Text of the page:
Canada's former chief electoral officer sees a new pre-campaigning style emerging thanks to Canada's first fixed-date election this fall, with recent conflict over leaders' debates just one consequence of the new system.
"The prime minister is the champ and his people are setting the rules. I think every Canadian should be concerned about that," Jean-Pierre Kingsley, former head of Elections Canada, told host Evan Solomon in an interview on CBC Radio's The House.
"What I'm watching right now is a champion boxer establishing the ground rules under which he will participate in another championship fight," he added. "And we know that the champion has the upper hand."
In the past, elections occurred at least once every five years, and campaign periods were at least 36 days in length, although some ran as long as 60 days. The limited campaign time frame and rules on spending and government advertising were important controls on politicians, said Kingsley, drawing a contrast to this year's election, expected on Oct. 19.
"During an election campaign, the 36 days the campaign is on, the parties can only spend so much, approximately $20 million," he said.
"Candidates can only spend up to about $80,000. But if they're allowed to start campaigning before the official start of the campaign now, then what they're doing is spending more money. Who's favoured by this? The people with more money."
Level playing field
The result, in Kingsley's opinion?
"Eventually what we're going to see is the erosion of the financial controls that Canada has been developing over several generations," he said.
"When we lose the financial controls, we lose the ability to maintain what we call the level playing field, which is at the very core of our electoral act."
Election debates are another problem, Kingsley said.
Kingsley is calling for the establishing of an independent regulator — an elections debate commissioner — to act as a watchdog who would consult with the parties and work with traditional and emerging media to determine the number and nature of the debates.
"It would get that out of the direct hands of the politicians [...] and keep one thing in mind: the overarching concern with the public good," Kingsley said.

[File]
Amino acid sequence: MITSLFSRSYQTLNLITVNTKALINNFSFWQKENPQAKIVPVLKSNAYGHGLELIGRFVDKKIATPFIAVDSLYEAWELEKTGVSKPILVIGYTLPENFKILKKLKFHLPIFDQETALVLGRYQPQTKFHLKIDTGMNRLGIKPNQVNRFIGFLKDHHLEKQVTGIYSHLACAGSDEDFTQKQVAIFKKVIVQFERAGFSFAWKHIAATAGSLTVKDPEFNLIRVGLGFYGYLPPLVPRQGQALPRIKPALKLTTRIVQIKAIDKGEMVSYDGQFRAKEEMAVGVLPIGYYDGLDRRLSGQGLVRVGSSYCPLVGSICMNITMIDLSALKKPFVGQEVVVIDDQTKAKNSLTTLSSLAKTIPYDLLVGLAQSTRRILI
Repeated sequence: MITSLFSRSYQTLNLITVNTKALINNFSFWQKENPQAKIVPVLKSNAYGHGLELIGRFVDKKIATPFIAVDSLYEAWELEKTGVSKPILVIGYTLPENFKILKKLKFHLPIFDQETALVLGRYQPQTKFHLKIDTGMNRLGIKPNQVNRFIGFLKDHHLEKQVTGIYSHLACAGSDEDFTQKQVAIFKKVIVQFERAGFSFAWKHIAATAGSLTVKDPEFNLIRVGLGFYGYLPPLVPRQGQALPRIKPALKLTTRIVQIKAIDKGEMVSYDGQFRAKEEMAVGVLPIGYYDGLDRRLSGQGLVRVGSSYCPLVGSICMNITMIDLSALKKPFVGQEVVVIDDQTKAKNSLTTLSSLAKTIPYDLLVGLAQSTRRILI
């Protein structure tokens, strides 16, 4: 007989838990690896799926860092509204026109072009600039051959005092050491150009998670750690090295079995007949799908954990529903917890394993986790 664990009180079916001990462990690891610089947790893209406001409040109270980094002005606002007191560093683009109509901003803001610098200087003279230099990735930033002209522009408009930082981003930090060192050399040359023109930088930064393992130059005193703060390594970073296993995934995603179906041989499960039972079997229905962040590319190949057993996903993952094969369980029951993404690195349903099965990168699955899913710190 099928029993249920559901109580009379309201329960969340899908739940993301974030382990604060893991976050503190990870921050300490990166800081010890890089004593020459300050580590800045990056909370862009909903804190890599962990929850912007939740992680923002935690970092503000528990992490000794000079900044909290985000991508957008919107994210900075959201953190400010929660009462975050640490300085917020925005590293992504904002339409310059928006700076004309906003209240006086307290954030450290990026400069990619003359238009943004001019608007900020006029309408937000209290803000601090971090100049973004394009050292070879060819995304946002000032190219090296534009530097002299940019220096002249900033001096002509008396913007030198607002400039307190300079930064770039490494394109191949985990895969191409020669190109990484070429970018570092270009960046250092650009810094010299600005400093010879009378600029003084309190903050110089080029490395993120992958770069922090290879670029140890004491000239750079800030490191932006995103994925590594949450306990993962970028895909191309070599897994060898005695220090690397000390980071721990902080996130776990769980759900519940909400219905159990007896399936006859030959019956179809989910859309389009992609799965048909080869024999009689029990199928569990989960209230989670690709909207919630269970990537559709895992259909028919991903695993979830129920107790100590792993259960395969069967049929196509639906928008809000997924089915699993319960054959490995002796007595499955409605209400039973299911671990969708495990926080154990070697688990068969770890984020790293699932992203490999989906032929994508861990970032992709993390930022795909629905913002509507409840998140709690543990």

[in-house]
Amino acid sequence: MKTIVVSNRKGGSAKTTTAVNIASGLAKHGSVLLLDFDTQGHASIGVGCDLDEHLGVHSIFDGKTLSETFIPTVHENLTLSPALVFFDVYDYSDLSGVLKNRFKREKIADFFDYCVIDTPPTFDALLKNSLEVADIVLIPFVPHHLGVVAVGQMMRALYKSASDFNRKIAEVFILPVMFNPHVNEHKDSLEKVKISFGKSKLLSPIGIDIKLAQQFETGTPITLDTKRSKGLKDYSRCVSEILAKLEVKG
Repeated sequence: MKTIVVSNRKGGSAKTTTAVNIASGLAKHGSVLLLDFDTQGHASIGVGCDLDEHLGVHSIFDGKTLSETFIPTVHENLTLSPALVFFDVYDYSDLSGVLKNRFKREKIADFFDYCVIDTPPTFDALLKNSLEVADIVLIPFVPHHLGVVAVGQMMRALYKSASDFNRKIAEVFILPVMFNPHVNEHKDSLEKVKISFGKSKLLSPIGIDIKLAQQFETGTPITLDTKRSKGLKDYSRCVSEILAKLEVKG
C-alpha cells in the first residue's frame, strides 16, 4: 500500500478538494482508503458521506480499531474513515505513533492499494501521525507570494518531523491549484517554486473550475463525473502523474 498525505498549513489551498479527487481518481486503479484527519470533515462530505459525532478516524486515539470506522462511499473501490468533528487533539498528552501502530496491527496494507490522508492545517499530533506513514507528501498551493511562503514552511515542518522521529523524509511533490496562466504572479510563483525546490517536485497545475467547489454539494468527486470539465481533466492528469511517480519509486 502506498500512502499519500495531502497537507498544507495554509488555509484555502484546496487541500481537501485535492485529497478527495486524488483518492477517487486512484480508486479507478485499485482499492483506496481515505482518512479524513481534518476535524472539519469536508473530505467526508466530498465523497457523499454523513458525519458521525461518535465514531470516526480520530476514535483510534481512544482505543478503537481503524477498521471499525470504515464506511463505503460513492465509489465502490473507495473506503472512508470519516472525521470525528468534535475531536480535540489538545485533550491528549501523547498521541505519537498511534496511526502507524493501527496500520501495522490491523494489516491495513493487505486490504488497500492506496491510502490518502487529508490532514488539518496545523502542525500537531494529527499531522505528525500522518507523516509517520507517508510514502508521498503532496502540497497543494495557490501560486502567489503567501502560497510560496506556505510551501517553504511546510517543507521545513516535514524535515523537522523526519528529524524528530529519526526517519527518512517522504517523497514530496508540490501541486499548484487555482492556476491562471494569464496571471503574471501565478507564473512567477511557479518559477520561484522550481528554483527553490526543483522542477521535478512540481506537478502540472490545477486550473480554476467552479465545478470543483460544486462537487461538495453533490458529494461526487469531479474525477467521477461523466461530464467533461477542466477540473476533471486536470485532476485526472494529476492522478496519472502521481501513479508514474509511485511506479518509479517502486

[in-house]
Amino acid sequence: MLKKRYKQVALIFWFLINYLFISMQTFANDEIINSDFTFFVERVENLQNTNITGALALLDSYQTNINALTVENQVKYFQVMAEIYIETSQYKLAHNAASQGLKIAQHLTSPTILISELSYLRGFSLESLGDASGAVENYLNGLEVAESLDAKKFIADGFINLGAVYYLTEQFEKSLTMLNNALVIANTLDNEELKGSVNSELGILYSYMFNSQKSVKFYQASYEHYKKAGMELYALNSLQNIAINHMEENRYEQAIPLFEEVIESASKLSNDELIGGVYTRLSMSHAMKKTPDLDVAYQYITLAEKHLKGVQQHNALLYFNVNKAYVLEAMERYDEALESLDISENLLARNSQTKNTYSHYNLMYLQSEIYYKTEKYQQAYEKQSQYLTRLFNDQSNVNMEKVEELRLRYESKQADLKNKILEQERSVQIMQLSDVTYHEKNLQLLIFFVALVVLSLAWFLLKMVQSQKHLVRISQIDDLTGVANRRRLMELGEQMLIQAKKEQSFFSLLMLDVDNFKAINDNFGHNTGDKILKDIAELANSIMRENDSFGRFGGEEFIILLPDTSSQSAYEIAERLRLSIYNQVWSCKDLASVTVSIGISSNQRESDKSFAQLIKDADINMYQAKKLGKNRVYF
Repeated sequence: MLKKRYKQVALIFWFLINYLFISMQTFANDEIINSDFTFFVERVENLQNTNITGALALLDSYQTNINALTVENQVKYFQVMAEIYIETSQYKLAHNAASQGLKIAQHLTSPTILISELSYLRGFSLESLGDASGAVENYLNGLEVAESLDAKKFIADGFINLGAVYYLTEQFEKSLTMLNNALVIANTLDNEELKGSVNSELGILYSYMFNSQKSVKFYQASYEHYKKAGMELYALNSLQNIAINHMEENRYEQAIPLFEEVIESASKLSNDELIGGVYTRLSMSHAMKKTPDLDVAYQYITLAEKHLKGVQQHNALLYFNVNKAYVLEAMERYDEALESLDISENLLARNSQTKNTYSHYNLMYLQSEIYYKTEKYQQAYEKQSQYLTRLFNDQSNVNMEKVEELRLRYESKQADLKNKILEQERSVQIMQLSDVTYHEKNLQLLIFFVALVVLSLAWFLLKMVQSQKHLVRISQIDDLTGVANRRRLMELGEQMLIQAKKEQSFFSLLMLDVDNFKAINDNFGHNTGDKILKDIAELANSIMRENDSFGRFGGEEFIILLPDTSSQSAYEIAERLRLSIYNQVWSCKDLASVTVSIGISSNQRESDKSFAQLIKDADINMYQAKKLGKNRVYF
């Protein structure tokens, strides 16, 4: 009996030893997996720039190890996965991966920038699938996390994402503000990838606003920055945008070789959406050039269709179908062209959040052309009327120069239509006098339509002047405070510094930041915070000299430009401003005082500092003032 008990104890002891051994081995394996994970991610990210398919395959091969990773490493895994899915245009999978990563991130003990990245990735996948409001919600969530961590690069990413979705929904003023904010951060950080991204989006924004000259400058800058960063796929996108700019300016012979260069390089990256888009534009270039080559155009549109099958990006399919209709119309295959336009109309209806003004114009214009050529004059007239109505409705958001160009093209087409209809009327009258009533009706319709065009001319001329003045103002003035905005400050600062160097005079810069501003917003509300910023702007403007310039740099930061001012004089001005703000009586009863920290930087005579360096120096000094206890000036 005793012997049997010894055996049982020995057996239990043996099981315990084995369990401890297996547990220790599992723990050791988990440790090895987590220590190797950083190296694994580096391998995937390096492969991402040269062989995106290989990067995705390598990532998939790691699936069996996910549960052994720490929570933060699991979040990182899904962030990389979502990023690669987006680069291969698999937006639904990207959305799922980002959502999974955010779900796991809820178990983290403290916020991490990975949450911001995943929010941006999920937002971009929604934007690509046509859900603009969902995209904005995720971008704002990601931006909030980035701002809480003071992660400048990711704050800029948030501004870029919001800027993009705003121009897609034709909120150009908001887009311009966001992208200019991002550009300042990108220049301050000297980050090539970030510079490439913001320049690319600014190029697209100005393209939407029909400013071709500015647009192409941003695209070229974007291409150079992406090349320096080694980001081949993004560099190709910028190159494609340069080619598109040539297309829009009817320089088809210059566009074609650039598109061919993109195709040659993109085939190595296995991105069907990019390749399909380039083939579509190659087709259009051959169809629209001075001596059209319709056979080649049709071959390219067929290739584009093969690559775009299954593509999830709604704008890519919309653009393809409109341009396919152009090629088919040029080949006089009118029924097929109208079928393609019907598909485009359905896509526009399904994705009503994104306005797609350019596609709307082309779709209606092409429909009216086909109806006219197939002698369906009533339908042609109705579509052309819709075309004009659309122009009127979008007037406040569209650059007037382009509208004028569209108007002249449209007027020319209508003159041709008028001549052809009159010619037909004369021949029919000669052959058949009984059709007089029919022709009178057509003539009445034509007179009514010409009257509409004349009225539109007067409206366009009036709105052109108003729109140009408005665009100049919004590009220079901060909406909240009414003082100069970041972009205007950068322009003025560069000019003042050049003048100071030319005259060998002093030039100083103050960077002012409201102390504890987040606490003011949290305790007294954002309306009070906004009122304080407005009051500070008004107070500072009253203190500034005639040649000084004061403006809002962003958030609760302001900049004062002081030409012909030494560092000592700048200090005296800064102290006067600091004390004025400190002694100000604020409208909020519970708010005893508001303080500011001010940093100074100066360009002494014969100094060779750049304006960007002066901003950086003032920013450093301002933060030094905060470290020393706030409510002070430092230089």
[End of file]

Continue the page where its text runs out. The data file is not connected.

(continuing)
"What we're seeing here is the rules being changed by one party, and we know which party that is," he said.
"Really, what we're begging for is the recognition that we're going to have to put this in the hands of an independent person to make these very important decisions."
The debate over debates
Conservative spokesperson Kory Teneycke defended his party's position on the debates in a separate panel discussion on The House with New Democrat and Liberal representatives.
"Let's not confuse the way it's been done in the past as being a formal process," Teneycke said. "There's maybe a tradition around it, but there's no body in Canada in the past that looked at this.
"To try and characterize it, as some have, as abandoning some sort of legitimate process to the Wild West, I'm not sure that's true."
The Conservatives and NDP have agreed to an English-language debate hosted by Maclean's/Rogers and a French debate hosted by TVA.
The Conservatives this week accepted invitations to two additional debates: one focusing on economic issues hosted by The Globe and Mail and Google and streamed online; and a debate on Canadian foreign policy to be held under the Munk Debates banner.
The NDP has signalled its willingness to attend these debates as well, while the Liberals have not made their intentions known. The Greens and the Bloc Québécois were not invited to those two debates.
The three national broadcasters, along with several social media partners, announced a deal this week with the opposition parties for two debates, one in English and one in French.
The Conservatives rejected that offer but are expected to announce one additional French-language debate in the next few days.
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